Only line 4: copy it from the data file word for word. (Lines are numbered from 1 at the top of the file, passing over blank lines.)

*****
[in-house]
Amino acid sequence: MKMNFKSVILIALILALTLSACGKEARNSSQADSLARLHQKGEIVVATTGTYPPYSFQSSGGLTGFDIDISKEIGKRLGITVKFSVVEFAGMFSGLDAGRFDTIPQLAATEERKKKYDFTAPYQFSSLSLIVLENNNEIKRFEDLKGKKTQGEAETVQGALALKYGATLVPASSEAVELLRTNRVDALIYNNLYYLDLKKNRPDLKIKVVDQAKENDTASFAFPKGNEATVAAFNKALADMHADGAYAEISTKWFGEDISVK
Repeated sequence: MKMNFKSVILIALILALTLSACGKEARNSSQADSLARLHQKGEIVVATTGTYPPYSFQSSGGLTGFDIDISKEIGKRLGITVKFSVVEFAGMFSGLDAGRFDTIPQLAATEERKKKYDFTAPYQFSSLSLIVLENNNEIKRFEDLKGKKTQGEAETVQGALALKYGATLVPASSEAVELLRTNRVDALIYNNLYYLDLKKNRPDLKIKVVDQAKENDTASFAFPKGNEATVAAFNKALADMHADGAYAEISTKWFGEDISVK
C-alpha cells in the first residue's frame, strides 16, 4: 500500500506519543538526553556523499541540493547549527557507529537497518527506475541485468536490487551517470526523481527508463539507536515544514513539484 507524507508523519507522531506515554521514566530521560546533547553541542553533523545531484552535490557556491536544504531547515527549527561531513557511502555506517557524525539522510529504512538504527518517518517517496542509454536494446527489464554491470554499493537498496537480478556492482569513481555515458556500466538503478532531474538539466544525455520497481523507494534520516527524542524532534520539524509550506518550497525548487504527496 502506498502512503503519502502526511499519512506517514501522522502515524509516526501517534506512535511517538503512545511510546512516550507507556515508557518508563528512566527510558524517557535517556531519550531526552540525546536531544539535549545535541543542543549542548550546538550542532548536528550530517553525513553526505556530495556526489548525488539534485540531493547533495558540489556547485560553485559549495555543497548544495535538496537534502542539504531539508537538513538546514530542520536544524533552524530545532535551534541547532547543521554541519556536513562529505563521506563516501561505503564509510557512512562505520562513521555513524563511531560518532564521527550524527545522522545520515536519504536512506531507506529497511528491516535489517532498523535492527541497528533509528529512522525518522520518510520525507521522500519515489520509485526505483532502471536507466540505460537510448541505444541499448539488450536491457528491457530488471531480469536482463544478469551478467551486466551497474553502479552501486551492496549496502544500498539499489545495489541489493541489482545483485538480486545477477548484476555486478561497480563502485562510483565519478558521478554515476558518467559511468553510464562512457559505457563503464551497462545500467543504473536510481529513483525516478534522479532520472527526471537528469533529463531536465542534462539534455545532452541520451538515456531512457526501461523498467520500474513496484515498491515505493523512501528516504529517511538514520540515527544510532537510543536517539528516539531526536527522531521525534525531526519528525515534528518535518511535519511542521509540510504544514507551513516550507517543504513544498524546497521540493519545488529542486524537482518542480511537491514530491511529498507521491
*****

C-alpha cells in the first residue's frame, strides 16, 4: 500500500506519543538526553556523499541540493547549527557507529537497518527506475541485468536490487551517470526523481527508463539507536515544514513539484 507524507508523519507522531506515554521514566530521560546533547553541542553533523545531484552535490557556491536544504531547515527549527561531513557511502555506517557524525539522510529504512538504527518517518517517496542509454536494446527489464554491470554499493537498496537480478556492482569513481555515458556500466538503478532531474538539466544525455520497481523507494534520516527524542524532534520539524509550506518550497525548487504527496 502506498502512503503519502502526511499519512506517514501522522502515524509516526501517534506512535511517538503512545511510546512516550507507556515508557518508563528512566527510558524517557535517556531519550531526552540525546536531544539535549545535541543542543549542548550546538550542532548536528550530517553525513553526505556530495556526489548525488539534485540531493547533495558540489556547485560553485559549495555543497548544495535538496537534502542539504531539508537538513538546514530542520536544524533552524530545532535551534541547532547543521554541519556536513562529505563521506563516501561505503564509510557512512562505520562513521555513524563511531560518532564521527550524527545522522545520515536519504536512506531507506529497511528491516535489517532498523535492527541497528533509528529512522525518522520518510520525507521522500519515489520509485526505483532502471536507466540505460537510448541505444541499448539488450536491457528491457530488471531480469536482463544478469551478467551486466551497474553502479552501486551492496549496502544500498539499489545495489541489493541489482545483485538480486545477477548484476555486478561497480563502485562510483565519478558521478554515476558518467559511468553510464562512457559505457563503464551497462545500467543504473536510481529513483525516478534522479532520472527526471537528469533529463531536465542534462539534455545532452541520451538515456531512457526501461523498467520500474513496484515498491515505493523512501528516504529517511538514520540515527544510532537510543536517539528516539531526536527522531521525534525531526519528525515534528518535518511535519511542521509540510504544514507551513516550507517543504513544498524546497521540493519545488529542486524537482518542480511537491514530491511529498507521491